U-T’s bitter medicine
San Diego’s Union-Tribune, beset by plunging circulation and falling advertising, is filling its pages with display ads from a controversial new sponsor closely tied to billionaire Patrick Soon-Shiong, who acquired the struggling daily along with the Los Angeles Times last month for $500 million. The vacuum created by the demise of full page advertising from car dealers, appliance outlets, and big furniture stores, long staples of the newspaper, has been filled by solicitations for cancer victims to become test subjects in studies run by the Chan Soon-Shiong Institute for Medicine. Says the ad, which began running a week ago last Sunday and has since been appearing in daily half-page versions: “Now enrolling eligible patients with: Pancreatic Cancer, Head & Neck Cancer, Lung Cancer, Triple Negative Breast Cancer.”
Illustrated by close-ups of cancer cells and smiling couples, the advertisements say that the trials “aim to activate the immune system of the patient, combined with natural killer cell transfusion, to study the effectiveness of this novel immunotherapy.” Soon-Shiong opened his institute for medicine last summer in a building he owns in El Segundo, near what has now become Times headquarters, down the street from the training center for the L.A. Lakers basketball team, of which he is a four-percent owner.
The closeness of Soon-Shiong and the institute named for himself and wife, Michele B. Chan, was questioned in a July 20, 2017 post by STAT.com, an online publication run by the Boston Globe, which Soon-Shiong has tangled with in the past over questions about his research ethics. “The three doctors running the clinic are also employed by Soon-Shiong’s companies — the very companies that are selling the diagnostic and developing the drugs they will consider using on patients,” noted the piece. “Soon-Shiong’s arrangement stands out as highly unusual. Most drug companies don’t have their own employees setting up medical clinics to treat patients with therapies that are still being investigated.” A clinic spokesman replied, “Dr. Soon-Shiong always puts the best interest of the patient first. His decisions are and have always been guided by what is in the patients’ best interest.”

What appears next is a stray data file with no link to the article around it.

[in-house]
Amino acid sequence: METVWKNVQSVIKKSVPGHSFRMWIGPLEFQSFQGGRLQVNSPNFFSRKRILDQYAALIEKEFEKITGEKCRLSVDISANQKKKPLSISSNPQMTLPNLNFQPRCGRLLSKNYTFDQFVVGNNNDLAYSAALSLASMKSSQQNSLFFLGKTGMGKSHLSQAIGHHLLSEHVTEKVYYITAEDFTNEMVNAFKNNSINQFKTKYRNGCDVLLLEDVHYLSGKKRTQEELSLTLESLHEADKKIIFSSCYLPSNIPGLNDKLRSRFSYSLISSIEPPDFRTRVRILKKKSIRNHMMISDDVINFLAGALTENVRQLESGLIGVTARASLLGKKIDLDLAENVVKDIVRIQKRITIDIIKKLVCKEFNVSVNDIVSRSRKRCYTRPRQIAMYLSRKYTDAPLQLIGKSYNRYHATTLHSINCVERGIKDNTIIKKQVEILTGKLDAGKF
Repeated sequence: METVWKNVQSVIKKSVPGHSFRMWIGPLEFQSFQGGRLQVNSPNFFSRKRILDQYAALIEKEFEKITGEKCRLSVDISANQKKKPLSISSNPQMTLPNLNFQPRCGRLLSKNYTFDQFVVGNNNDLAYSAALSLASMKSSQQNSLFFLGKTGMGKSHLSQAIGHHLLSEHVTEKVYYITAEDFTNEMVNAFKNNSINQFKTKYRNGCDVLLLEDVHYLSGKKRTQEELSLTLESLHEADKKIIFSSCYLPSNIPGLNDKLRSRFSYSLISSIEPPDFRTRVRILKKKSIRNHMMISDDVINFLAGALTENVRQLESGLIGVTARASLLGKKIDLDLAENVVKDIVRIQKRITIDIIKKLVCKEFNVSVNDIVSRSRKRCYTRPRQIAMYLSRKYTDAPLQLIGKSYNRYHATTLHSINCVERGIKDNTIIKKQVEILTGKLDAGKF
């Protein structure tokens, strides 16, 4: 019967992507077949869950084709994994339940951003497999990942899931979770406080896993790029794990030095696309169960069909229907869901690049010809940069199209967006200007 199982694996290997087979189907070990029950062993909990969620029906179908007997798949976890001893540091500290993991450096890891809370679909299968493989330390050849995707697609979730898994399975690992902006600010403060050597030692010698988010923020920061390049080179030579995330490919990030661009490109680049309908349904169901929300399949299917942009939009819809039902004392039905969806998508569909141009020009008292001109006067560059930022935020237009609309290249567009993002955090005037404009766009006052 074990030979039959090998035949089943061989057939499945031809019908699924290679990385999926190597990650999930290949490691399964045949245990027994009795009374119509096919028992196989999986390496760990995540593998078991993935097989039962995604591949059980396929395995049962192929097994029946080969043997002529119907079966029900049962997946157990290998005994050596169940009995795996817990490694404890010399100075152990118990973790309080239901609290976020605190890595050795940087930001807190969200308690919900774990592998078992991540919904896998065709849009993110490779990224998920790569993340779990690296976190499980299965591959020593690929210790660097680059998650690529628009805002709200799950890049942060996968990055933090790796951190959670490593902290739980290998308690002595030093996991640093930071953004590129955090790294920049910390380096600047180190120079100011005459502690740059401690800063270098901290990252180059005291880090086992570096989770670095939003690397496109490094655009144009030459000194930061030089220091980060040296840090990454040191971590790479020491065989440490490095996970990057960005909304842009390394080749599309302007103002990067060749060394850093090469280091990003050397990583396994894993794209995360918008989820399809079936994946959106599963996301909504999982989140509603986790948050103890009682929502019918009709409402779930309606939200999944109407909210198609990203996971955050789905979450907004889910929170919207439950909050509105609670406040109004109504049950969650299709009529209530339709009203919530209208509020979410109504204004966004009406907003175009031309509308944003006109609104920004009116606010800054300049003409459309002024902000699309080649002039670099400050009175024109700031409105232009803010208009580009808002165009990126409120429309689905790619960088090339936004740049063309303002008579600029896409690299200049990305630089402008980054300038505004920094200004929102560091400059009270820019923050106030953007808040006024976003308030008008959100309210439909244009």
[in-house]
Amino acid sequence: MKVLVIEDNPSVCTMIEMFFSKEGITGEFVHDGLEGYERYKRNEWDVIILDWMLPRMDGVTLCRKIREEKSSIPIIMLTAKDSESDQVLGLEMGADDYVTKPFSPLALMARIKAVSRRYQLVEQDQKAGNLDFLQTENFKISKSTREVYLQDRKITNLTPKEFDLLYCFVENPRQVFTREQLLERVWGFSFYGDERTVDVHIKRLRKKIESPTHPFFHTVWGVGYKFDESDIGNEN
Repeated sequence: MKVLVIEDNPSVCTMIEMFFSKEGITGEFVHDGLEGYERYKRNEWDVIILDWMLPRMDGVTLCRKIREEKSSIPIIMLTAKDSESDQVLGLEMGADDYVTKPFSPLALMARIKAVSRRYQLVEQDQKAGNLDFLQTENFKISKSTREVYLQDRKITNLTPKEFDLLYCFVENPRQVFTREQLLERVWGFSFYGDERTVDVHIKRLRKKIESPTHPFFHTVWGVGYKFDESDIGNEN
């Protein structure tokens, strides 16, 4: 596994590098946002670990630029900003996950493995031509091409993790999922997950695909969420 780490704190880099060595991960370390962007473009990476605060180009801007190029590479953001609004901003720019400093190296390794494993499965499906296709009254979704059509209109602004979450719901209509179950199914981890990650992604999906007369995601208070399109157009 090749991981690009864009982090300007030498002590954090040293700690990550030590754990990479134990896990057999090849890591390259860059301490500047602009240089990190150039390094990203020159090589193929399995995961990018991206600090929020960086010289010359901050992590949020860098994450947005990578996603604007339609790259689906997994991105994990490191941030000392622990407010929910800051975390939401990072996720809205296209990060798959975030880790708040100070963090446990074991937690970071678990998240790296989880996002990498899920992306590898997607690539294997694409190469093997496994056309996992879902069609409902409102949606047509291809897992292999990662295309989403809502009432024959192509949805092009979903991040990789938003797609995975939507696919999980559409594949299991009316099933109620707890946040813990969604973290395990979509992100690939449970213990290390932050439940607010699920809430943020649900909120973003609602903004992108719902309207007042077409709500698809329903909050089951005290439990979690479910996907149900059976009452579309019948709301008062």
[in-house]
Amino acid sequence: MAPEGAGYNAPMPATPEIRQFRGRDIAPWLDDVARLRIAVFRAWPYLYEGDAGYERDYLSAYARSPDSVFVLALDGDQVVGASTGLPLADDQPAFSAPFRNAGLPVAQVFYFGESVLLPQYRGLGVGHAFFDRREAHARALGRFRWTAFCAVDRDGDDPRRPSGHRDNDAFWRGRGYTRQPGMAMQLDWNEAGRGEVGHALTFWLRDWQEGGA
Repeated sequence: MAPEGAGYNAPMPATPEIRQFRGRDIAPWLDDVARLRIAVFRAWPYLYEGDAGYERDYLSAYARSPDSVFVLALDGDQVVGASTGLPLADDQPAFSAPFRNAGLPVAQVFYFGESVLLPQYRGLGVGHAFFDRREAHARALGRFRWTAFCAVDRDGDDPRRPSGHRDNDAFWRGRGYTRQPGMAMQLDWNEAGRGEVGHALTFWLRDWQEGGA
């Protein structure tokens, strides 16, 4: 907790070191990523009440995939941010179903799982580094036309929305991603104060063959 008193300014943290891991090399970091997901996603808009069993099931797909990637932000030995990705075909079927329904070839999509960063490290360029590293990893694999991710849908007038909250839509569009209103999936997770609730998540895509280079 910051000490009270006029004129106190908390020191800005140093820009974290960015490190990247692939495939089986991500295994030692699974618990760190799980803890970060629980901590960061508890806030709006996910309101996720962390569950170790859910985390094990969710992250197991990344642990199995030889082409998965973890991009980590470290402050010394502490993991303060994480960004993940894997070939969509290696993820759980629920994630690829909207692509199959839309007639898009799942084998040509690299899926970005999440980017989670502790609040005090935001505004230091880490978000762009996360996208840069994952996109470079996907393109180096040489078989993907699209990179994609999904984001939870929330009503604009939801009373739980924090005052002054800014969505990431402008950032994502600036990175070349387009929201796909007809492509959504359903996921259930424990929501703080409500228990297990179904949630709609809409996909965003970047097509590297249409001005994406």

End of terms
As they await the end of their final months in office, two termed-out San Diego County supervisors are dipping into the proceeds of their left-over reelection funds to pay for a few rounds of self-congratulatory travel and hospitality. The Fourth District’s Ron Roberts — whose succession battle is likely to become a nasty scramble between Republican-turned-Independent become Democrat Nathan Fletcher and ex-District Attorney Bonnie Dumanis — still has $47,524 squirreled away, for the first half of 2018, per his campaign disclosure. That was after he spent $18,764 during the period ending June 20, including a total of $15,609 for an April trip with an aide to China and Vietnam, where the pair hit the Hotel Nikko Saigon ($1240) and the Novotel Danang Premier Han River ($1080). Tickets on China Eastern Airlines cost the political fund $13,289.
First District Supervisor Greg Cox, termed out in 2020, stuck closer to home, spending $25,661 of his campaign money on a “reception for staff retirement event” at San Diego’s Wyndham Hotels and Resorts some time during the first half of the year. That left the fund with an ending cash balance of $38,594, per Cox’s July 24 filing. Dianne Jacob, also leaving office in 2020, exercised a tighter fist, spending just $1550 - $500 for the GOP Lincoln Club and $1000 for the “Summit for Stem Cell Foundation.” After collecting $3178 interest on her 2016 reelection account, Jacob ended the period with a handsome $507,530 remaining in the bank.
Balls of money
San Diego city councilwoman Myrtle Cole, who placed a surprising second after Monica Montgomery, an attorney with San Diego’s ACLU chapter, in June’s primary battle for Cole’s Fourth District seat, is rolling out some big guns from San Diego’s gay Democratic establishment to raise cash for the November run-off. An invite for an August 2 fundraising event headlines state senate leader Toni Atkins and Assembly majority whip Todd Gloria as “special guests,” along with Nicole Murray-Ramirez and ex-state senator Christine Kehoe, among others at the house of attorney Bruce Abrams. The cost of admission ranges from $75 to $550. Those who wish to roll higher can wait until August 16, when Gloria and fellow Assembly Democrat Shirley Weber throw a reelection funding bash for themselves in the Cox Communications Suite at Petco Park during a game between the Padres and Arizona Diamondbacks. A ticket costs $4000, in the form of $2000 for each of the candidates.